Mr Letsosa said in the coming in the coming weeks, the TIP focal points will be established in Butha-Buthe (this will also cater for Mokhotlong district), Leribe (also covering Thaba Tseka), Mafeteng and Mohale’s Hoek (also covering Quthing and Qacha’s Nek).

“Specific attention will be afforded to mining districts and factories in Butha-Buthe as these areas are expected to increase TIP sensitive situations. The government is considering placing a police attaché at the Lesotho High Commission in South Africa which will include the element of trafficking and liaise with police within South Africa and Lesotho.

“The government has opened a specific bank account with a commercial bank to address TIP related matters specifically to support victims of trafficking and the government’s commitment with partner organisations such as Beautiful Dreams Society and others. We have also reallocated funds to the said account and we will ensure appropriate funding in the upcoming financial year,” Mr Letsosa said.

Ms Gonzales thanked Minister Letsosa for “taking critical and decisive action to address several vitally important human trafficking concerns”.

“His leadership has been instrumental in the government’s response to many of the issues I have raised over the last year — including the allocation of funding for shelter and protective services for victims of trafficking. Working with key community partners, like Beautiful Dreams Society, the Government of Lesotho, through the Ministry of Home Affairs, he has started to prioritise the safekeeping of Lesotho citizens who have been victimised by traffickers. Minister Letsosa has also engaged in extensive outreach to sensitise local communities and officials on the importance of preventing trafficking in persons.

“I also want to thank Minister Sekola for his engagement and collaboration with US law enforcement agencies to increase efforts to investigate and prosecute traffickers, including officials complicit in trafficking crimes. Specifically, sustained efforts to fund the police trafficking and smuggling unit and to establish a focal point in all ten districts will ensure effective responsiveness to all potential trafficking cases in Lesotho. We have immediate plans to support the development of critical skills through law enforcement training and other professional development exchanges,” Ms Gonzales said.

She also thanked Minister Rakuoane for his commitment to anti-corruption efforts “which will be key in the Lesotho government’s efforts to ensure officials complicit in trafficking crimes are prosecuted”.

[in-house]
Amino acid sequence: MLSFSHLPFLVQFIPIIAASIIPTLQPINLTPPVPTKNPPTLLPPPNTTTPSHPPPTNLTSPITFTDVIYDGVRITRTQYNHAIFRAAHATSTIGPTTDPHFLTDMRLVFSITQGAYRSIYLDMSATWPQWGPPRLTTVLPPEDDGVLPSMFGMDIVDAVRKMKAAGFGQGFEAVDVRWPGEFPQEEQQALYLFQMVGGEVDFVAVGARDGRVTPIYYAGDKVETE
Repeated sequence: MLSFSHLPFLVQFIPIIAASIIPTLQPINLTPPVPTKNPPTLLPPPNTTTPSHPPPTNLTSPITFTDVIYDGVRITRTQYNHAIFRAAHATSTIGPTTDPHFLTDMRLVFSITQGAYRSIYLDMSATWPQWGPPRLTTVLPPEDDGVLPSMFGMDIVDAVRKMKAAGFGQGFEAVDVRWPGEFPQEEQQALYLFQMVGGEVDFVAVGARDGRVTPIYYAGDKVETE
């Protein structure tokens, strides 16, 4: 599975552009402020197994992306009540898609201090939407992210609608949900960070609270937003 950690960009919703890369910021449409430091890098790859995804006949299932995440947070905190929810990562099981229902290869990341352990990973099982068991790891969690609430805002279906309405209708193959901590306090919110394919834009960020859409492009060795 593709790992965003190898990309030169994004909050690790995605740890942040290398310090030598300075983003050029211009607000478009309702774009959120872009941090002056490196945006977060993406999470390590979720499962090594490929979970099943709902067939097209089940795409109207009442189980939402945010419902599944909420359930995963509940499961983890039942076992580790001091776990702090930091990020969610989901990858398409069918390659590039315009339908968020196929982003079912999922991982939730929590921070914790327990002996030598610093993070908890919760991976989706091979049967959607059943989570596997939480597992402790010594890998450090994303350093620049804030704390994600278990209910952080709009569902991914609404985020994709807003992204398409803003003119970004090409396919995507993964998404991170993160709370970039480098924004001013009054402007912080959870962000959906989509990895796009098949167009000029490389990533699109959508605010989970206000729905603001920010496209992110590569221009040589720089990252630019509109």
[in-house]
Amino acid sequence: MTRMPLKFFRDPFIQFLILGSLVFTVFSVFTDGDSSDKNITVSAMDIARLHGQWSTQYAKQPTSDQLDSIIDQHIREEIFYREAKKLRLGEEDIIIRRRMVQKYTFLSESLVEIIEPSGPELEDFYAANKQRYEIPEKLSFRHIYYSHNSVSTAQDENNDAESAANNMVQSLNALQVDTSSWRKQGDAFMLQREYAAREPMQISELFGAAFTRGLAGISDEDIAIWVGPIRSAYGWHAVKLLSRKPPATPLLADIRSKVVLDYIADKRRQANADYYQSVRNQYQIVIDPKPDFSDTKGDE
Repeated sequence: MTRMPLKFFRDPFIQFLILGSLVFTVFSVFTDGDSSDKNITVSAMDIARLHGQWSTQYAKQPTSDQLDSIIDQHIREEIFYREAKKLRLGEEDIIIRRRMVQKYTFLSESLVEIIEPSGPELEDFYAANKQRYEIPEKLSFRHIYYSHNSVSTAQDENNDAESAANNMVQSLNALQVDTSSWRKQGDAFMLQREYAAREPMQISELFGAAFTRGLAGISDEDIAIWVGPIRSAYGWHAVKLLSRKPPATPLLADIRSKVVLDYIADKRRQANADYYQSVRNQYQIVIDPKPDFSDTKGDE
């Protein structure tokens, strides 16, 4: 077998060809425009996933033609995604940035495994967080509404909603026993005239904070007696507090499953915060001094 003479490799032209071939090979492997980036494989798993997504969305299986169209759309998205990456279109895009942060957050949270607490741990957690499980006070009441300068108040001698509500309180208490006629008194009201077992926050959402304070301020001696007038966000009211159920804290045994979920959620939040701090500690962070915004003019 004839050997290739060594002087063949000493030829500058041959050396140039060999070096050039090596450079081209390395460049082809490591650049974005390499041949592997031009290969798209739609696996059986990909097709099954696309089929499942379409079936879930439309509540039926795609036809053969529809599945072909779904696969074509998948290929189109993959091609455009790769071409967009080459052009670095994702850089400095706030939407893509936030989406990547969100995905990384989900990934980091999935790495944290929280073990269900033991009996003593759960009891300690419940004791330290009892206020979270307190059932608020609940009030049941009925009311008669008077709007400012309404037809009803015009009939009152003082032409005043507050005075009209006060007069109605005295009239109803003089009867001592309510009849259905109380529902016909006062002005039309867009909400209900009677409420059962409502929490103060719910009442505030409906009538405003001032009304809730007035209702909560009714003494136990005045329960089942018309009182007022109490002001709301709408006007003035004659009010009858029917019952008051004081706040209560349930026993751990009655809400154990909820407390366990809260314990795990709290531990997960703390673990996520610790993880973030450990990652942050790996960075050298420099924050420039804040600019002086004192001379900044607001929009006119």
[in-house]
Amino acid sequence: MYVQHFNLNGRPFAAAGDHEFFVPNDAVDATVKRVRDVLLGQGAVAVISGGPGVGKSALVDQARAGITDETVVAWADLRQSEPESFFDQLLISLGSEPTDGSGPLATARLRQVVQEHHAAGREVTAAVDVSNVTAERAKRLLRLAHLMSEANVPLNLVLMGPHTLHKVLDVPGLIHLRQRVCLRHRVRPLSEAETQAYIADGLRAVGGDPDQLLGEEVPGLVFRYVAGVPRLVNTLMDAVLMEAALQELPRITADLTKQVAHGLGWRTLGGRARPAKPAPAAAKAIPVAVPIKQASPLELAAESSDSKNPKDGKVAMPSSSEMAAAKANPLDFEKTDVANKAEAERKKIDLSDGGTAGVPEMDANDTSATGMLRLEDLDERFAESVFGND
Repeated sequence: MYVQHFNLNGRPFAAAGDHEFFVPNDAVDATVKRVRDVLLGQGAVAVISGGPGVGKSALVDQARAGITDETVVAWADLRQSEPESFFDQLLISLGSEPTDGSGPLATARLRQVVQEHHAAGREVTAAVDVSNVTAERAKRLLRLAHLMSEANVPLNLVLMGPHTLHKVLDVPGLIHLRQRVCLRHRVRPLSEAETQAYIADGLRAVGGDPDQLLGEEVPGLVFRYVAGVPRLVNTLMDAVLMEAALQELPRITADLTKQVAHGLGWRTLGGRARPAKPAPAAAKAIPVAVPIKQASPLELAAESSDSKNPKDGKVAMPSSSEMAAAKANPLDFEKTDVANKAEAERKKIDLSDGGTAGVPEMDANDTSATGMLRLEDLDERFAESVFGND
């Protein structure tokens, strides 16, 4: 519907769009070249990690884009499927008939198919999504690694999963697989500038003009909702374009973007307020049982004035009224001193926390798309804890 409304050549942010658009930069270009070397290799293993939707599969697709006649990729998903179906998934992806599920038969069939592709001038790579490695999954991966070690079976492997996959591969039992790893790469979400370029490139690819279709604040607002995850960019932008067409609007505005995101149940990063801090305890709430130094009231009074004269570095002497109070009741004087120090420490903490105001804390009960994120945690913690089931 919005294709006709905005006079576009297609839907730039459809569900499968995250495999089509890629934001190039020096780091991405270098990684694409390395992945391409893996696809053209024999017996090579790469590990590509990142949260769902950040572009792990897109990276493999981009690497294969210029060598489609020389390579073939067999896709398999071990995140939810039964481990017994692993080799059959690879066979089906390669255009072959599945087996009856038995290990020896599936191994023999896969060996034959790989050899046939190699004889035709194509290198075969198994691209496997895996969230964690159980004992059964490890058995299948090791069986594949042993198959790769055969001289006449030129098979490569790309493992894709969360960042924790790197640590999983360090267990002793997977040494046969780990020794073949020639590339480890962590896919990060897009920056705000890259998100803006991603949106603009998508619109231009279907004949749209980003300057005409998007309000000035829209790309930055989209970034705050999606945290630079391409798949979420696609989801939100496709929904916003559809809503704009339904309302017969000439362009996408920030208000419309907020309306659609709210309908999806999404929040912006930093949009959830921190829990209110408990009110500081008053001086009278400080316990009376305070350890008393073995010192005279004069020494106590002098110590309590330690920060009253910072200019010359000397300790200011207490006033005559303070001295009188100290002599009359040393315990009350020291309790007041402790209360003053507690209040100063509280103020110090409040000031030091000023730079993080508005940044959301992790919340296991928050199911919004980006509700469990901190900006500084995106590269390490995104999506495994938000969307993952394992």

Back in July this year, Lesotho was upgraded to the Tier 2 Watch List on the US State Department’s human trafficking index report for 2021. This in recognition of the “positive” steps taken by the Moeketsi Majoro administration to meet eligibility criteria for development assistance.

Lesotho moved up from Tier 3, the lowest ranking. Ordinarily countries in Tier 3 automatically lose US developments assistance and cannot benefit from multi-million-dollar programmes like the MCC.

However, the US government last year exempted Lesotho from being punished. This was done to give Dr Majoro’s then newly-formed government the chance to rectify the failings of the previous Thomas Thabane administration which it succeeded in May 2020.

The decision to upgrade Lesotho to the Tier 2 Watch List was welcomed by Dr Majoro who said this meant that “Lesotho may sign MCC Compact by end 2021”.

However, Ms Gonzales immediately set the record straight, saying the upgrading would not immediately translate into millions of dollars for Lesotho’s social investment projects under a second MCC compact.

She said a final agreement for a lucrative second compact hinges on the government addressing various issues raised by the US government and the MCC board. These include dealing decisively with the scourge of human trafficking and other human rights abuses, implementing SADC recommended multi-sector reforms and fighting corruption.